Your kid can make a Haman hat, with a little help. Add an eye-brow pencil mustache, a black cape, and a sneer. Make sure your child will not suffer emotional collapse when boo-ed by random adults and tiny peers. Continue reading
Polymer clay hamataschen minis
Kids old enough to resist eating clay can duplicate the PlayDo Hamantaschen-Folding Practice on a mini scale with polymer or air-dry clay. I vote for polymer as the best choice: you use a tiny amount (which means it is cheap and easy to manipulate), you can pull the colors apart for do-overs, and the smoothy, firm nature of the clay is very forgiving in clumsy little hands. Continue reading
Play-Doh hamantasch practice
It’s hard to make a triangle from a circle. It’s hard for little kids and for lots of older ones, too. And, even if a kid manages it one year, it’s a long time from one Purim to the next.
To transform a flat circle into a filled triangle requires skill and patience, and the last thing I want is for my bakers to have a perfectionist freak-out. So, I like to program a bit of Hamantaschen-folding Practice at Purim classes and parties, even with kids who think they are too old for PlayDo. No one is too old for PlayDo, not ever. Continue reading
Model Magic Hamantasch: mohn flavor
Who doesn’t love to play with Model Magic? Squidgy, lightweight, irresistible. Expensive, too, but I find it on sale and buy the big packs of white. It’s ever so much fun to color blobs of it as needed, just by poking at it with a washable marker and kneading until the new color is smooth. Continue reading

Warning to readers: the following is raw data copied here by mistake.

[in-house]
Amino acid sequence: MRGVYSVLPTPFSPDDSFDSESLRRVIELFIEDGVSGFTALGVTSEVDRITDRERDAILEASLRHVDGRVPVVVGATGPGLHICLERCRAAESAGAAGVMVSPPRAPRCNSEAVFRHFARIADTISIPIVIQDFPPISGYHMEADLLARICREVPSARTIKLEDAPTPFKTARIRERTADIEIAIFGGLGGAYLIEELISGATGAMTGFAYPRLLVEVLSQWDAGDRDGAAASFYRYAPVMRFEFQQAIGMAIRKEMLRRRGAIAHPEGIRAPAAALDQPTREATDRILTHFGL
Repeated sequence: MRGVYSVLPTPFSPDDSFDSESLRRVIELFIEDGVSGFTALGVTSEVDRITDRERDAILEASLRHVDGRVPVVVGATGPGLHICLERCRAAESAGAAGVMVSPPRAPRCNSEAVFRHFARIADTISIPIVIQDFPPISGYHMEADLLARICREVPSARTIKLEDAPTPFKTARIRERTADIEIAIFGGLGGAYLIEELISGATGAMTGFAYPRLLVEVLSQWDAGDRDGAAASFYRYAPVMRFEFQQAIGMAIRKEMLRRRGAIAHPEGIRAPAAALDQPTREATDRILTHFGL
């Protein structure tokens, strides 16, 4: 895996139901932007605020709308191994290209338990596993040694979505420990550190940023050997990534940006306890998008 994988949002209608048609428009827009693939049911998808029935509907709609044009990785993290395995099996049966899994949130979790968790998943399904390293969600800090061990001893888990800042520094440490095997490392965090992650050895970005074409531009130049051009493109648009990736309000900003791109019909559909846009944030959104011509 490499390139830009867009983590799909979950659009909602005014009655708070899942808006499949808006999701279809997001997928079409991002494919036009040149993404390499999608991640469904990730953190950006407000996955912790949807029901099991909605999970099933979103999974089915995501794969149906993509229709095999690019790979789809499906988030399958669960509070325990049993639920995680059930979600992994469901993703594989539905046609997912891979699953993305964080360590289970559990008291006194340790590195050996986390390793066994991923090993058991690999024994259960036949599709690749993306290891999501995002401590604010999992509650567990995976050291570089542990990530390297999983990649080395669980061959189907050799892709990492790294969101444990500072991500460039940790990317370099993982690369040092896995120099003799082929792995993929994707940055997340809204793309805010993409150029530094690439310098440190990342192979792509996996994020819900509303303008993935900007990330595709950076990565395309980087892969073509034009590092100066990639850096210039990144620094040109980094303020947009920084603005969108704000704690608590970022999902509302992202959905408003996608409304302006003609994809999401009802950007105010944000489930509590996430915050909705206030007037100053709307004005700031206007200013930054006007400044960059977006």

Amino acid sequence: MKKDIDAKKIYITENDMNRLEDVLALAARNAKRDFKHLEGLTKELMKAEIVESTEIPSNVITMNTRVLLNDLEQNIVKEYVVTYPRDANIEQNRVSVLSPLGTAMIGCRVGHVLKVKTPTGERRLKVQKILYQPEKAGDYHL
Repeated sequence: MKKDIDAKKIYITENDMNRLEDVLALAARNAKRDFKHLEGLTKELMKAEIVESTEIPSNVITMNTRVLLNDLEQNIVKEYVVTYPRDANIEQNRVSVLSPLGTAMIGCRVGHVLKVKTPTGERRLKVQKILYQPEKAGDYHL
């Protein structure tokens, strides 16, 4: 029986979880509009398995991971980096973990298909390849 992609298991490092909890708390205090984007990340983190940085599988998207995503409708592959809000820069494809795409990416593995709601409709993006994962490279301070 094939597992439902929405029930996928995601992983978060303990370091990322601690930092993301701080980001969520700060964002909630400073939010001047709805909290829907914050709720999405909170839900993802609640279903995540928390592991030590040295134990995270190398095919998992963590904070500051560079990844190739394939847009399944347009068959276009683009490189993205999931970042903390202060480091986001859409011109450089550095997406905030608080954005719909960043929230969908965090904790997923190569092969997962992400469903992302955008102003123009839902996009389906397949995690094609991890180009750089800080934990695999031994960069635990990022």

melted CD hamantasch mishloach manot bowl
I like to think I’m picky about projects. They have to involve irresistible materials or a smidge of kitsch or flat-out, hands-on educative potential.
In contrast, I present the CD Mishloach Manot. Continue reading
Two-faced: one side...
Yesterday, I discovered my preschooler playing Purim with the minifigs. I had already assembled a few characters before I got distracted in the kitchen. I came back to find him with a doll in hand.
“Who’s this?” he asks, “and why does she look so mad?”
It’s Vashti. I remind him that she was fired as queen. Although he finally gets that “fired” does not involve actual flame, the word still feels violent, and it worries him.
“Well, maybe she didn’t like being queen,” he said. “Maybe she’s much happier now she’s not queen.” He took off her hair, gripped her face, and spun her head around. Continue reading
Posted in Jewish Toys, Purim
There is no substitute for slow food, and for making slow food slowly with kids. Yada, yada, yada all the practical life experience and developmental skills: fine motor, following directions, reading, math, geometry, sequencing,
vocabulary, etc. etc. Make it Jewish holiday slow food and you’ve got a content-rich, unforgettable Jewish education lesson plan.
Like Hamantaschen. There is a world of slow Hamantaschen recipes out there: the soft, the crunchy, Continue reading